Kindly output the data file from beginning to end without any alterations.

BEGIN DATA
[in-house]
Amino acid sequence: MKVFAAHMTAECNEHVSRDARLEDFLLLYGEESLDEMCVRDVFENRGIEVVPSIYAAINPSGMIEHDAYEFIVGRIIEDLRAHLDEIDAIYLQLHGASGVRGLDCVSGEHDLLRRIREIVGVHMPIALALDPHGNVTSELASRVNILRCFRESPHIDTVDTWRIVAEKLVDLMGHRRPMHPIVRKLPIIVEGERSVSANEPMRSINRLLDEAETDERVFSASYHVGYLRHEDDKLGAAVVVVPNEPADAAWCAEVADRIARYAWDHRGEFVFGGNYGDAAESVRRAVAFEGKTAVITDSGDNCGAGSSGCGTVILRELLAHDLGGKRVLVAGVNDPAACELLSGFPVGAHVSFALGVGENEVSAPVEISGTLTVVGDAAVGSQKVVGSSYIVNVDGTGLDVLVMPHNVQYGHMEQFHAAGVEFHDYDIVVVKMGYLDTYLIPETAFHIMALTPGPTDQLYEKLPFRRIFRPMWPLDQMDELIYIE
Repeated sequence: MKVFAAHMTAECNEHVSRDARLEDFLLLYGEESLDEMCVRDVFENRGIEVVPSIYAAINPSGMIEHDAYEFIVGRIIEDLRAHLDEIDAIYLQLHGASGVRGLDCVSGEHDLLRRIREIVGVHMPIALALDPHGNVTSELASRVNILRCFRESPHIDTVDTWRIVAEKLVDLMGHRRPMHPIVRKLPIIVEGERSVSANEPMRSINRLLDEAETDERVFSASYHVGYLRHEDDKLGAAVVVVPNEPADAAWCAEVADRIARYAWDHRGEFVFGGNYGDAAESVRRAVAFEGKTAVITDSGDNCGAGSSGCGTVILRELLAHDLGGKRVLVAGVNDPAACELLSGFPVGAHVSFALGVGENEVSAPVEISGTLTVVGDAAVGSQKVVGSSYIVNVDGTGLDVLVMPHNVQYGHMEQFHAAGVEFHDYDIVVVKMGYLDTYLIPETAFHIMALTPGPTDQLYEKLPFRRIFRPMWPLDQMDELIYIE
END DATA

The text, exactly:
[in-house]
Amino acid sequence: MKVFAAHMTAECNEHVSRDARLEDFLLLYGEESLDEMCVRDVFENRGIEVVPSIYAAINPSGMIEHDAYEFIVGRIIEDLRAHLDEIDAIYLQLHGASGVRGLDCVSGEHDLLRRIREIVGVHMPIALALDPHGNVTSELASRVNILRCFRESPHIDTVDTWRIVAEKLVDLMGHRRPMHPIVRKLPIIVEGERSVSANEPMRSINRLLDEAETDERVFSASYHVGYLRHEDDKLGAAVVVVPNEPADAAWCAEVADRIARYAWDHRGEFVFGGNYGDAAESVRRAVAFEGKTAVITDSGDNCGAGSSGCGTVILRELLAHDLGGKRVLVAGVNDPAACELLSGFPVGAHVSFALGVGENEVSAPVEISGTLTVVGDAAVGSQKVVGSSYIVNVDGTGLDVLVMPHNVQYGHMEQFHAAGVEFHDYDIVVVKMGYLDTYLIPETAFHIMALTPGPTDQLYEKLPFRRIFRPMWPLDQMDELIYIE
Repeated sequence: MKVFAAHMTAECNEHVSRDARLEDFLLLYGEESLDEMCVRDVFENRGIEVVPSIYAAINPSGMIEHDAYEFIVGRIIEDLRAHLDEIDAIYLQLHGASGVRGLDCVSGEHDLLRRIREIVGVHMPIALALDPHGNVTSELASRVNILRCFRESPHIDTVDTWRIVAEKLVDLMGHRRPMHPIVRKLPIIVEGERSVSANEPMRSINRLLDEAETDERVFSASYHVGYLRHEDDKLGAAVVVVPNEPADAAWCAEVADRIARYAWDHRGEFVFGGNYGDAAESVRRAVAFEGKTAVITDSGDNCGAGSSGCGTVILRELLAHDLGGKRVLVAGVNDPAACELLSGFPVGAHVSFALGVGENEVSAPVEISGTLTVVGDAAVGSQKVVGSSYIVNVDGTGLDVLVMPHNVQYGHMEQFHAAGVEFHDYDIVVVKMGYLDTYLIPETAFHIMALTPGPTDQLYEKLPFRRIFRPMWPLDQMDELIYIE